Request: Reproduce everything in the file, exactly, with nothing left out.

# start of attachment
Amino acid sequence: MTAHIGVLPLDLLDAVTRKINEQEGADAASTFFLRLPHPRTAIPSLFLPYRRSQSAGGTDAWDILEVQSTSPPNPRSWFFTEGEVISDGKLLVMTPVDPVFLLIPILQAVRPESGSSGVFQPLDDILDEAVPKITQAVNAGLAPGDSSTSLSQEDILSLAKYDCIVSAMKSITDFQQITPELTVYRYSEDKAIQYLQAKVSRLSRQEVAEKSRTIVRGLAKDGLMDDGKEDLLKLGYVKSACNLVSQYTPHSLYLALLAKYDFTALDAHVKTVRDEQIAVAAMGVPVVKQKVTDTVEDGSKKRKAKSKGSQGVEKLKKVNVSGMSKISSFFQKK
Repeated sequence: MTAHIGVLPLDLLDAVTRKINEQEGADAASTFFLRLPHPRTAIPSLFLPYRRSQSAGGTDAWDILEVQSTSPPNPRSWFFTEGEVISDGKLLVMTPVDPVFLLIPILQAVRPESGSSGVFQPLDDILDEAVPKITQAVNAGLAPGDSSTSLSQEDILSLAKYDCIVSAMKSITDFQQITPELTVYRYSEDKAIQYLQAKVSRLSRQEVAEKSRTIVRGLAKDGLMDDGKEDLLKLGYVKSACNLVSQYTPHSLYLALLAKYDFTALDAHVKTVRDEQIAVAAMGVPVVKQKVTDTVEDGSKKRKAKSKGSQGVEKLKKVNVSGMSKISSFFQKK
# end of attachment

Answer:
Amino acid sequence: MTAHIGVLPLDLLDAVTRKINEQEGADAASTFFLRLPHPRTAIPSLFLPYRRSQSAGGTDAWDILEVQSTSPPNPRSWFFTEGEVISDGKLLVMTPVDPVFLLIPILQAVRPESGSSGVFQPLDDILDEAVPKITQAVNAGLAPGDSSTSLSQEDILSLAKYDCIVSAMKSITDFQQITPELTVYRYSEDKAIQYLQAKVSRLSRQEVAEKSRTIVRGLAKDGLMDDGKEDLLKLGYVKSACNLVSQYTPHSLYLALLAKYDFTALDAHVKTVRDEQIAVAAMGVPVVKQKVTDTVEDGSKKRKAKSKGSQGVEKLKKVNVSGMSKISSFFQKK
Repeated sequence: MTAHIGVLPLDLLDAVTRKINEQEGADAASTFFLRLPHPRTAIPSLFLPYRRSQSAGGTDAWDILEVQSTSPPNPRSWFFTEGEVISDGKLLVMTPVDPVFLLIPILQAVRPESGSSGVFQPLDDILDEAVPKITQAVNAGLAPGDSSTSLSQEDILSLAKYDCIVSAMKSITDFQQITPELTVYRYSEDKAIQYLQAKVSRLSRQEVAEKSRTIVRGLAKDGLMDDGKEDLLKLGYVKSACNLVSQYTPHSLYLALLAKYDFTALDAHVKTVRDEQIAVAAMGVPVVKQKVTDTVEDGSKKRKAKSKGSQGVEKLKKVNVSGMSKISSFFQKK